Neurogen has procured rights to Wyeth Pharmaceuticals’ failed Schizophrenia drug to be tested in Phase II trials in Parkinson’s disease and restless leg syndrome (RLS). Aplindore is a small molecule partial agonist for the D2 dopamine receptor. "We're very pleased to have in-licensed a Phase II compound with the excellent prospects of Aplindore, in a highly competitive environment for good in-licensing opportunities,” says William H. Koster, Ph.D., president and CEO of Neurogen. “While we possess an outstanding drug discovery platform here at Neurogen, we have also been looking for the right mid-stage clinical candidate to augment our internally discovered compounds.”
Neurogen believes that at doses lower than that tested by Wyeth for Schizophrenia, Aplindore may prove to be an attractive treatment for Parkinson's disease and RLS. Wyeth previously showed Aplindore to have excellent brain receptor occupancy and pharmacologic activity at low doses. When tested in six Phase I and Phase II trials, however, the drug proved inappropriate for the treatment of Schizophrenia at the dose range tested.
“The market for Parkinson's disease and RLS is continuing to grow significantly,” points out Dr. Koster, “and we believe there is need for improvement in dosing regimens and side-effect profiles that may be made possible by Aplindore." Dopamine agonists currently available for the treatment of Parkinson's disease and RLS are full agonists at D2 receptors. Neurogen believes that Aplindore may provide an improved side-effect profile and shorter dosing titration period in both diseases due to partial agonism of the D2 receptor.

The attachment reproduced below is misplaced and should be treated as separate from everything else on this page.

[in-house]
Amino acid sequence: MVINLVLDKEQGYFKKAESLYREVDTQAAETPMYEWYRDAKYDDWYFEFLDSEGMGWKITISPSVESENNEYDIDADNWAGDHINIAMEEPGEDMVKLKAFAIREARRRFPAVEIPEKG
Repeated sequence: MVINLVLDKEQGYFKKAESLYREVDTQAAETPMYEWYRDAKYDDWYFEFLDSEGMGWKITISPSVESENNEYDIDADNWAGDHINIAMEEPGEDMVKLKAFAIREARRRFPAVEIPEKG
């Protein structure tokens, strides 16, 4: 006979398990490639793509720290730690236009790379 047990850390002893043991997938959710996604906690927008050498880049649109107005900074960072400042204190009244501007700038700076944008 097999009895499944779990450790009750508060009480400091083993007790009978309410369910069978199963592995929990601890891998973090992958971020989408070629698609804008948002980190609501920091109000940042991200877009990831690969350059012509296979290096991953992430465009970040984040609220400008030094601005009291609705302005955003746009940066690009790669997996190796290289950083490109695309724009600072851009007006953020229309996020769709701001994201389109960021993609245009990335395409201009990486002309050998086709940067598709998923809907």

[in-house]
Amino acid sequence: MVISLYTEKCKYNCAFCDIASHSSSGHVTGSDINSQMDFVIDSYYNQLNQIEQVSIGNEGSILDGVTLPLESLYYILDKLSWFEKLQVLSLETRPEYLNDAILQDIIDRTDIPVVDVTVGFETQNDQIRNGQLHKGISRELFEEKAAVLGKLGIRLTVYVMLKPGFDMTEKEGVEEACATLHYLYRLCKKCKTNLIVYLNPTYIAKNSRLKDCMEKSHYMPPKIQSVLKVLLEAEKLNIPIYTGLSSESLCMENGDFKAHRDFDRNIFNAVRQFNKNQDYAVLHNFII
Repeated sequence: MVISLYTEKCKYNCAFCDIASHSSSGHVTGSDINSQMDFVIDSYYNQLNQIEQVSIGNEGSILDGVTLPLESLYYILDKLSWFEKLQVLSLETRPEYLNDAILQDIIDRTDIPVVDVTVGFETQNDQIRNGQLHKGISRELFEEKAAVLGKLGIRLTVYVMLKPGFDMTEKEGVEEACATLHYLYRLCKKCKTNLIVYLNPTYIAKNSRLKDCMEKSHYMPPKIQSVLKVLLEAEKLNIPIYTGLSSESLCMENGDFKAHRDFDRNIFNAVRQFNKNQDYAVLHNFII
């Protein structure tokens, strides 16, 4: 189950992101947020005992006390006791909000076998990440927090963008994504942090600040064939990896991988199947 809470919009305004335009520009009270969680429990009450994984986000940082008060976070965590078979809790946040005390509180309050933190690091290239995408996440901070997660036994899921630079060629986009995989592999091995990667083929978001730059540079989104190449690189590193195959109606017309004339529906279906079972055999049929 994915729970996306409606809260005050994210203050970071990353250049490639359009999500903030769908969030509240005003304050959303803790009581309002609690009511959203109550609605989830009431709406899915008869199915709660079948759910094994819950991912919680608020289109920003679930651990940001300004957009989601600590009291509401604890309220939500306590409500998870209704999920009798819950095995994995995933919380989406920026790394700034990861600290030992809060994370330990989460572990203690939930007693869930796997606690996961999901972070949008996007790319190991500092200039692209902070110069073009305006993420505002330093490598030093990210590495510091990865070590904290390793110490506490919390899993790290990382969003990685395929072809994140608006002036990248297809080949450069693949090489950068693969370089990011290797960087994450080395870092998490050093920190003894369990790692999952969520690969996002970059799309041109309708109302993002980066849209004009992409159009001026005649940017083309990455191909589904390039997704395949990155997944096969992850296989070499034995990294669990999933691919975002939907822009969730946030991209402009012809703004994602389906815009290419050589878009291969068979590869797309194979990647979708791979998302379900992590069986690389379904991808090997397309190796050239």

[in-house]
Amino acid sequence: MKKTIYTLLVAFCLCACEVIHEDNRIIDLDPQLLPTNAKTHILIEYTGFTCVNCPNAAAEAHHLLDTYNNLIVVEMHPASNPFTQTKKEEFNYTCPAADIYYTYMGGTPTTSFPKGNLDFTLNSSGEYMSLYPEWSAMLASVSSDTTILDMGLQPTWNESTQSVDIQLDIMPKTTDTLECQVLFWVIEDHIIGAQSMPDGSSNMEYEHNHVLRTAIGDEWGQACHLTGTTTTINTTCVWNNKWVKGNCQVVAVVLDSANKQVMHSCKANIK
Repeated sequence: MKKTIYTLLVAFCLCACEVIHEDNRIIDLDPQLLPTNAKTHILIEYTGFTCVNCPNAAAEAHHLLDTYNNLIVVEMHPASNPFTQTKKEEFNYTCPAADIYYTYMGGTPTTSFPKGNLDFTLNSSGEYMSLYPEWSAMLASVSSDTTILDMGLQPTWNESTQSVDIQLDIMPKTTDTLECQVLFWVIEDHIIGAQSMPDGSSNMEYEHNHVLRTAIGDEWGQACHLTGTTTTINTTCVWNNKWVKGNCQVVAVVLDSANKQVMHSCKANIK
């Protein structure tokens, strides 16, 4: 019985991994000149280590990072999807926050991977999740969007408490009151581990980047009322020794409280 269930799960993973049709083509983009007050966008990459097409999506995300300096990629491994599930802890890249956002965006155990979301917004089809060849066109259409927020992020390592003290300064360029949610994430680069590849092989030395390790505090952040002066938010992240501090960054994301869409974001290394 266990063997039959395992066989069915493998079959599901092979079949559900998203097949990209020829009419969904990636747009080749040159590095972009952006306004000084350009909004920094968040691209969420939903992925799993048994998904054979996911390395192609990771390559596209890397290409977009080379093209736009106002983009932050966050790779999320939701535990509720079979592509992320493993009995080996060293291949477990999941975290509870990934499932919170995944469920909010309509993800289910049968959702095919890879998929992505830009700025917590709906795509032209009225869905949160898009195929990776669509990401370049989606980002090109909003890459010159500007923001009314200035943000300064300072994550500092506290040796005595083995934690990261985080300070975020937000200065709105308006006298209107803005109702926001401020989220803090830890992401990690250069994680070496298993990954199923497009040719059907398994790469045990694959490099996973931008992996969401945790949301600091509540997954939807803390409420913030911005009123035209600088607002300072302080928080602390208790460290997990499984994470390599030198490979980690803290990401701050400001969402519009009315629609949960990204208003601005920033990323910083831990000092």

Neurogen acquired worldwide development and commercialization to Aplindore for an initial license fee of $3 million, in an agreement signed November 21, 2006. The company will also pay Wyeth milestone payments upon the successful achievement of clinical development and regulatory events and royalties on worldwide sales. Neurogen expects to commence Phase II trials with Aplindore during 2007.